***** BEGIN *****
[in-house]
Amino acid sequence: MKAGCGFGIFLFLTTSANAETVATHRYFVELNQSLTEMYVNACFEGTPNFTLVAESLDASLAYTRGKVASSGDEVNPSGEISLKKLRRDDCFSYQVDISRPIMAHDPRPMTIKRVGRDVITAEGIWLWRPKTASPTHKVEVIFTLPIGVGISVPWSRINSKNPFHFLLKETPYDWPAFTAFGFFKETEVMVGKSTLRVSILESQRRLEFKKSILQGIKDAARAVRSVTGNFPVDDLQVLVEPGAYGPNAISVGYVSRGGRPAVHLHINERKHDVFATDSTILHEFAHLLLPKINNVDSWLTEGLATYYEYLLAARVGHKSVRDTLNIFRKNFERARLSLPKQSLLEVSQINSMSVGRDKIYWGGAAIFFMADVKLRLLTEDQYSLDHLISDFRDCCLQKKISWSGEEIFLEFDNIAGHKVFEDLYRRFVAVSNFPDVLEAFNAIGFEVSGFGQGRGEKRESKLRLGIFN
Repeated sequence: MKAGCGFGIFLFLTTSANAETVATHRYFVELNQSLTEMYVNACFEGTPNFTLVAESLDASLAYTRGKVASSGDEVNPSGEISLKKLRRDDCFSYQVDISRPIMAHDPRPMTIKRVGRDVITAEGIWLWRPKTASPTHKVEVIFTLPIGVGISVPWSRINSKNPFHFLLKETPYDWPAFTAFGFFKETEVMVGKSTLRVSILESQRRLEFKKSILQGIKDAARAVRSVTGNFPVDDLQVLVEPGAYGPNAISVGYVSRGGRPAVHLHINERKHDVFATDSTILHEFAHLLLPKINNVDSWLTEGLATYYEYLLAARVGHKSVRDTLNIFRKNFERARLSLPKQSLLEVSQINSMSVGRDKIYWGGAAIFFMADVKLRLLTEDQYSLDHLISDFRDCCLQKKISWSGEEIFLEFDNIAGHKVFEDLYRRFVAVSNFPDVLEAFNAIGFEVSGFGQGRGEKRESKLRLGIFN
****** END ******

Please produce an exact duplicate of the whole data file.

[in-house]
Amino acid sequence: MKAGCGFGIFLFLTTSANAETVATHRYFVELNQSLTEMYVNACFEGTPNFTLVAESLDASLAYTRGKVASSGDEVNPSGEISLKKLRRDDCFSYQVDISRPIMAHDPRPMTIKRVGRDVITAEGIWLWRPKTASPTHKVEVIFTLPIGVGISVPWSRINSKNPFHFLLKETPYDWPAFTAFGFFKETEVMVGKSTLRVSILESQRRLEFKKSILQGIKDAARAVRSVTGNFPVDDLQVLVEPGAYGPNAISVGYVSRGGRPAVHLHINERKHDVFATDSTILHEFAHLLLPKINNVDSWLTEGLATYYEYLLAARVGHKSVRDTLNIFRKNFERARLSLPKQSLLEVSQINSMSVGRDKIYWGGAAIFFMADVKLRLLTEDQYSLDHLISDFRDCCLQKKISWSGEEIFLEFDNIAGHKVFEDLYRRFVAVSNFPDVLEAFNAIGFEVSGFGQGRGEKRESKLRLGIFN
Repeated sequence: MKAGCGFGIFLFLTTSANAETVATHRYFVELNQSLTEMYVNACFEGTPNFTLVAESLDASLAYTRGKVASSGDEVNPSGEISLKKLRRDDCFSYQVDISRPIMAHDPRPMTIKRVGRDVITAEGIWLWRPKTASPTHKVEVIFTLPIGVGISVPWSRINSKNPFHFLLKETPYDWPAFTAFGFFKETEVMVGKSTLRVSILESQRRLEFKKSILQGIKDAARAVRSVTGNFPVDDLQVLVEPGAYGPNAISVGYVSRGGRPAVHLHINERKHDVFATDSTILHEFAHLLLPKINNVDSWLTEGLATYYEYLLAARVGHKSVRDTLNIFRKNFERARLSLPKQSLLEVSQINSMSVGRDKIYWGGAAIFFMADVKLRLLTEDQYSLDHLISDFRDCCLQKKISWSGEEIFLEFDNIAGHKVFEDLYRRFVAVSNFPDVLEAFNAIGFEVSGFGQGRGEKRESKLRLGIFN